Mine types identified in Libya during the 2011 conflict



Country of production

Location used/user




Used by government forces in Ajdabiya, Khusha, Misrata, and al-Qawalish (three separate locations)




Used by government forces in Ajdabiya and al-Qawalis; abandoned stockpiles in Tripoli




Used by government forces in Misrata




Abandoned stockpiles in Benghazi



Former Czechoslovakia

Abandoned stockpiles in Benghazi

PRB-M3 and




Used by rebels in Ajdabiya; abandoned in storage in Benghazi




Abandoned stockpiles in Ajdabiya and Tripoli




Abandoned stockpiles in Tripoli


Prior to 2011, Libya last used antipersonnel mines during its 1980–1987 war with Chad. Libya is contaminated by mines and unexploded ordnance from World War II, as well as from wars with Egypt (1977) and Chad (1980–1987). Minefields are said to exist in desert, port, and urban areas; however, no nationwide survey has ever been conducted. Previously, some facilities were protected by minefields, such as an ammunition storage area outside of Ajdabiya that HRW confirmed was partially surrounded by a minefield, marked only by a deteriorating fence.[23]

[1] Libya, Explanation of Vote on Resolution L.40, 72nd Session, UN General Assembly (UNGA) First Committee, New York, 31 October 2017, UNGA, Official Records, A/C.1/72/PV.26, p. 7/29.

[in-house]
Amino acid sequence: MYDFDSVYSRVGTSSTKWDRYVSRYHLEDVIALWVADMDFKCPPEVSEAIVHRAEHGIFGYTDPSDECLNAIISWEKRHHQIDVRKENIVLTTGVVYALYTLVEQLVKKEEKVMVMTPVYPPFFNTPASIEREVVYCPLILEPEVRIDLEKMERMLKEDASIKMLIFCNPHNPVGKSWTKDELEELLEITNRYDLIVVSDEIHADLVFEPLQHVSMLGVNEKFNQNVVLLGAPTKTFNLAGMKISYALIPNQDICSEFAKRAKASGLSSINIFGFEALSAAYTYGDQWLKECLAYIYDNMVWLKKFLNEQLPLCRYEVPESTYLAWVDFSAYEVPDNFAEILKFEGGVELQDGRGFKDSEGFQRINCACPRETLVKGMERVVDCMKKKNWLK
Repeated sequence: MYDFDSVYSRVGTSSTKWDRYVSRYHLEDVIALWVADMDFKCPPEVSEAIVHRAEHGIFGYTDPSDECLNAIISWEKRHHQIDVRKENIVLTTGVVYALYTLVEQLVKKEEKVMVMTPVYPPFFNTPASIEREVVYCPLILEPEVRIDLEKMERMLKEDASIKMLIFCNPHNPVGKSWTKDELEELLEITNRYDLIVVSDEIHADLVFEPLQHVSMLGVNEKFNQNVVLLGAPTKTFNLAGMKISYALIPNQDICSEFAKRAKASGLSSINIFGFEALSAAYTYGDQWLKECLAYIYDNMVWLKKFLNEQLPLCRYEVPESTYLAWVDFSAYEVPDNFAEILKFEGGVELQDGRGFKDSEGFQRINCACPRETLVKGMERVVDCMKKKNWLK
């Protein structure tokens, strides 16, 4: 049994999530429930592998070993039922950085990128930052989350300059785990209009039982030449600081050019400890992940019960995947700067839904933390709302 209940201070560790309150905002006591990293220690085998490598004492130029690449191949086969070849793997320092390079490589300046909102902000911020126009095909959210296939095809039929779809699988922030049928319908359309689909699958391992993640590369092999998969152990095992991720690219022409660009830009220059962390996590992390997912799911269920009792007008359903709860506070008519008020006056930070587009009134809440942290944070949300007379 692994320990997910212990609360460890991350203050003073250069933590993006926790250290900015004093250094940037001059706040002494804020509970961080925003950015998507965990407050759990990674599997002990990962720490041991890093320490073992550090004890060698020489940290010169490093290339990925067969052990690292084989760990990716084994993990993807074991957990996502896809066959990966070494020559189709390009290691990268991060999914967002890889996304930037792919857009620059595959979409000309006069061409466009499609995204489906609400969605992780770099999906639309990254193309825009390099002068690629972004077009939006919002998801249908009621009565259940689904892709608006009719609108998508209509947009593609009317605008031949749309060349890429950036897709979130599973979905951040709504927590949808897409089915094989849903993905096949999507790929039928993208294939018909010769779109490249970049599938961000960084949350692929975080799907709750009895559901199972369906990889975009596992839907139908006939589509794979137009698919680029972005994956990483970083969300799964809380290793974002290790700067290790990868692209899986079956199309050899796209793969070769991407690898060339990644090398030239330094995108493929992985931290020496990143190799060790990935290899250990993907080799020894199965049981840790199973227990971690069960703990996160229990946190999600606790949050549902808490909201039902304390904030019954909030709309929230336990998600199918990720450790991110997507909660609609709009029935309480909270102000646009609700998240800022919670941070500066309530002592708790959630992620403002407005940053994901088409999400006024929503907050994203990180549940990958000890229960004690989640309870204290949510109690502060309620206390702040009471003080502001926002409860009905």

[2] ICBL meeting with El-Mahdi El-Maghreby, Director, International Organizations, and Salaheddin El Mesalati, Counsellor, Ministry of Foreign Affairs of Libya, in New York, 18 October 2011.

[3] Libya had previously abstained from the annual resolution between 1998 and 2011. The change came after outreach by the ICBL, including Human Rights Watch (HRW). See, for example, HRW, “Letter to Ambassador Ibrahim O. Dabbashi of Libya,” 8 October 2014.

[4] For example, in September 2010 Libya stated: “anti-personnel mines are a weapon that the vulnerable States use to defend their territories against invading forces. The powerful States do not even need to use them since they possess arsenals of advanced Weapons. In this framework, the [Mine Ban Treaty] should be amended, taking into account the interests of the small States. The legislators of this convention should have made the States concerned committed to compensate those affected by mines planted in their lands and to provide legal and political assurances for the protection of small States due to the lack of possession of neither defensive nor offensive weapons.” Statement by Musa Abdussalam Kousa, Secretary of the General People’s Committee for Foreign Liaison and International Cooperation, Libyan Arab Jamahiriya, UNGA General Debate, New York, 28 September 2010.

[5] HRW Press Release, “Libya: Rebels Pledge Not to Use Landmines,” 29 April 2011.

[6] Libya, Explanation of Vote on Resolution L.7/Rev.1, 71st Session, UNGA First Committee, New York, 31 October 2016, UNGA, Official Records, A/C.1/71/PV.24, pp. 27–28/35.

[7] Libya was absent from the meetings of States Parties held in 2001, 2005, 2006, 2010, 2011, and the Second Review Conference held in 2009.